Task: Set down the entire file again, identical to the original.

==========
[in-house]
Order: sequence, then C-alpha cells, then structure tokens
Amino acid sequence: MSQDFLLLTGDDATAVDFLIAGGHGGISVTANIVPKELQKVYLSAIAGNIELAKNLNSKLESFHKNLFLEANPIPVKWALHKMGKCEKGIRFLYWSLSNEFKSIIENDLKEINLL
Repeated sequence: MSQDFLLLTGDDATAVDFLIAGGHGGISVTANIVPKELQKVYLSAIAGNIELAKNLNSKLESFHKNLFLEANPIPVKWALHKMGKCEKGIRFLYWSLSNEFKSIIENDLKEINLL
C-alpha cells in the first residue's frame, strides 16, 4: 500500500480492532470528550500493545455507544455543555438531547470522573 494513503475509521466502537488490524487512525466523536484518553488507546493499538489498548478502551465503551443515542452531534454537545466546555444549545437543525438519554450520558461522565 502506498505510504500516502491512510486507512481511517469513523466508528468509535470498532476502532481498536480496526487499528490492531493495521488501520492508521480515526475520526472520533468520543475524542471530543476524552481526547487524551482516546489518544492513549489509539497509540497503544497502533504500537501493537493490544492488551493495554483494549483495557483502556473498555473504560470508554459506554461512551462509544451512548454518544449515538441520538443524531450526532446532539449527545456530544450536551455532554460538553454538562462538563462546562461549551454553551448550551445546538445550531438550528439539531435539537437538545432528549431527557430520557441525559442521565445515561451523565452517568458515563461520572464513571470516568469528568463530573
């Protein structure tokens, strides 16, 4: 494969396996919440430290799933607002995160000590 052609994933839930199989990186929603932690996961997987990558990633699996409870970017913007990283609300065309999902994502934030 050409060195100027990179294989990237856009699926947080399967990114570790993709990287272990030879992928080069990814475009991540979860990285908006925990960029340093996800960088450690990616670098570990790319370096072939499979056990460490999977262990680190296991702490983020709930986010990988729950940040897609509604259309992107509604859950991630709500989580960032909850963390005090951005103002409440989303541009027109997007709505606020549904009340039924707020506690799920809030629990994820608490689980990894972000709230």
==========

[in-house]
Order: sequence, then C-alpha cells, then structure tokens
Amino acid sequence: MSQDFLLLTGDDATAVDFLIAGGHGGISVTANIVPKELQKVYLSAIAGNIELAKNLNSKLESFHKNLFLEANPIPVKWALHKMGKCEKGIRFLYWSLSNEFKSIIENDLKEINLL
Repeated sequence: MSQDFLLLTGDDATAVDFLIAGGHGGISVTANIVPKELQKVYLSAIAGNIELAKNLNSKLESFHKNLFLEANPIPVKWALHKMGKCEKGIRFLYWSLSNEFKSIIENDLKEINLL
C-alpha cells in the first residue's frame, strides 16, 4: 500500500480492532470528550500493545455507544455543555438531547470522573 494513503475509521466502537488490524487512525466523536484518553488507546493499538489498548478502551465503551443515542452531534454537545466546555444549545437543525438519554450520558461522565 502506498505510504500516502491512510486507512481511517469513523466508528468509535470498532476502532481498536480496526487499528490492531493495521488501520492508521480515526475520526472520533468520543475524542471530543476524552481526547487524551482516546489518544492513549489509539497509540497503544497502533504500537501493537493490544492488551493495554483494549483495557483502556473498555473504560470508554459506554461512551462509544451512548454518544449515538441520538443524531450526532446532539449527545456530544450536551455532554460538553454538562462538563462546562461549551454553551448550551445546538445550531438550528439539531435539537437538545432528549431527557430520557441525559442521565445515561451523565452517568458515563461520572464513571470516568469528568463530573
């Protein structure tokens, strides 16, 4: 494969396996919440430290799933607002995160000590 052609994933839930199989990186929603932690996961997987990558990633699996409870970017913007990283609300065309999902994502934030 050409060195100027990179294989990237856009699926947080399967990114570790993709990287272990030879992928080069990814475009991540979860990285908006925990960029340093996800960088450690990616670098570990790319370096072939499979056990460490999977262990680190296991702490983020709930986010990988729950940040897609509604259309992107509604859950991630709500989580960032909850963390005090951005103002409440989303541009027109997007709505606020549904009340039924707020506690799920809030629990994820608490689980990894972000709230």